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Live Reviews

Vision Festival X - Day Five, June 18, 2005 (Part 2)

By Published: August 28, 2005

The Eddie Gale Now Band

A lengthy pause saw the stage set up for the Eddie Gale Now Band. Trumpeter Gale is a veteran of Cecil Taylor's 1966 classic "Unit Structures (where he appeared as Eddie Gale Stevens) and occasional appearances with Sun Ra's Arkestra from the early 1960s onwards. Gale's Now Band featured Ismael Navarette on tenor and soprano saxophones and flute, John Gruntfest (great name for a saxophonist) on alto saxophone, Valerie Mih on piano, T. Squire Holman on drums and special guest William Parker on bass. They delivered four compositions by Gale, each following a head-solos-head structure. The first, dedicated to world peace, featured an elegiac theme giving way to a mid tempo groove. Gale's mellow flugelhorn was followed by Gruntfest on alto, announcing himself with a squeal, before cutting loose in a free section. The next piece, entitled "A Meeting With Miles , was introduced with an anecdote about the extremely brief meeting which inspired the composition, by the husky voiced Gale. Navarette set out a compelling excursion on tenor, building up to high register squeals and gruff exclamations. Parker was providing an abundance of drive throughout, which carried on into one of his patented high speed torrent of notes solos. Holman soloed here too, with measured development of motifs and use of space, in a style reminiscent of the late lamented Denis Charles.

"African Sunshine, Shine on Me featuring a riff and upbeat theme appropriate to the title, found Gale complaining that his monitor wasn't working, and cutting short his solo in disgust. But the band sounded great in the audience, and in fact the sound throughout the Festival was consistently excellent. The closer, " Hi Tech Emergency (the title perhaps inspired by Gale's opinion of the sound system) was a free style crowd pleaser, which worked its magic, featuring free piano and blaring solos from the horns. Gruntfest started with an altissimo dog whistle before delving into bottom end blurts and finished, swinging from side to side, with foghorn blasts. All the horns wailed together, blazing at high volume until Gale signalled a sudden halt. Whoops of delight from the audience and a standing ovation from some.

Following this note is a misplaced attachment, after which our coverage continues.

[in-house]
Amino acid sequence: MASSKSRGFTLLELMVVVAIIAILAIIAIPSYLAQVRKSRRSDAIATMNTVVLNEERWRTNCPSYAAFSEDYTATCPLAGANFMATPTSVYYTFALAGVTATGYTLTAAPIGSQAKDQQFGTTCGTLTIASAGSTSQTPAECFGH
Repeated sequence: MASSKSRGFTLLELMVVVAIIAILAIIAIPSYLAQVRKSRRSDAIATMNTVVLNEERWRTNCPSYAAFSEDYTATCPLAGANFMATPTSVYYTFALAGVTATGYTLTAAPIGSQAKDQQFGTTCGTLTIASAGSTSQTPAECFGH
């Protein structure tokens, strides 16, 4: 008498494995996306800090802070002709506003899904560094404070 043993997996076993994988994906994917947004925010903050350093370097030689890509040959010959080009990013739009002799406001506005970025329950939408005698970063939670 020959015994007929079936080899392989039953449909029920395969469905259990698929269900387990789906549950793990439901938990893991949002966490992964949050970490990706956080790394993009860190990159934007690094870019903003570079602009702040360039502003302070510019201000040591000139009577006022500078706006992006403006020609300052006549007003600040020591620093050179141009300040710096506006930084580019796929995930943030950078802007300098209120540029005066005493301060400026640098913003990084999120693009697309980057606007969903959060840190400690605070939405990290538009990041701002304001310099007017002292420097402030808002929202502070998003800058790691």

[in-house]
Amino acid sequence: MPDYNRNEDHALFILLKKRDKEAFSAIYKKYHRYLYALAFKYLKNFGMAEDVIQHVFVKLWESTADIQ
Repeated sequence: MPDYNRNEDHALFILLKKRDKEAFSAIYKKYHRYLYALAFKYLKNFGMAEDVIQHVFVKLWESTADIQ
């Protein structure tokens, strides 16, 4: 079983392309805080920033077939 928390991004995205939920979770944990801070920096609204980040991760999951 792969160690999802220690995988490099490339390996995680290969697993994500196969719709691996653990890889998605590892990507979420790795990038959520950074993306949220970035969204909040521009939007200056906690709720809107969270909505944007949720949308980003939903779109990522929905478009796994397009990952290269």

Patricia Nicholson's PaNic

Patricia Nicholson's PaNic combined dance, music and video in a performance of "Revolution : a piece first debuted in NYC at the Visions Collaboration Nights in February. The dance of Nicholson, Kevin Bachman, Jacquiline Lorenzi and Osamu Uehara, was inventively accompanied by the trio of Rob Brown on alto saxophone, William Parker on bass and Alvin Fielder on drums, against the backdrop of a video by Nicholson.

Parker opened by beating his strings with his bow, to evoke an African rhythmic feel, as Fielder shook bells and Brown declaimed a muezzin call on alto. The dancers slowly circled, then whirled, against an image of a rising sun. The set was a winning collaboration with wonderful choreography, dance (with Bachman notably acrobatic), video and music - all of it deserving more undivided attention than it was possible to give.

The music could easily have stood alone with only some of the unforced tempo changes giving a clue that it was responding to outside influences. Brown was outstanding in this small group setting which allowed him ample solo space to spin out his fluid and resourceful runs and sweet sour vibrato heavy cries. Parker and Fielder provided buoyant support, with Parker's bass signalling changes in direction, as the moment demanded, from skipping to walking to shuffling patterns. An excellent set which demanded to be captured on video to be able to take it all in.

Joe McPhee & Lori Freedman

A hiatus followed, as the duo of Peter Brötzmann and Nasheet Waits was found to be a drummer short. Fortunately the scheduled closing act of Joe McPhee and Lori Freedman were on hand to step in. Over the years McPhee has become an accomplished master musician. Although he can express himself through both reeds and brass, here he restricted himself to alto clarinet and tenor saxophone, while Freedman blew on bass clarinet throughout their set of improvised duets.

The first piece was clarinet heaven: McPhee scribbling incredible high notes on alto clarinet, ornamented with vocal overtones and sustained by circular breathing. Freedman 's bubbling lines speared upwards into parallel falsetto cries, mixed in with multiphonic shrieks. Their careening intertwining lines developed organically, with natural pauses before the conversational dialogue resumed.



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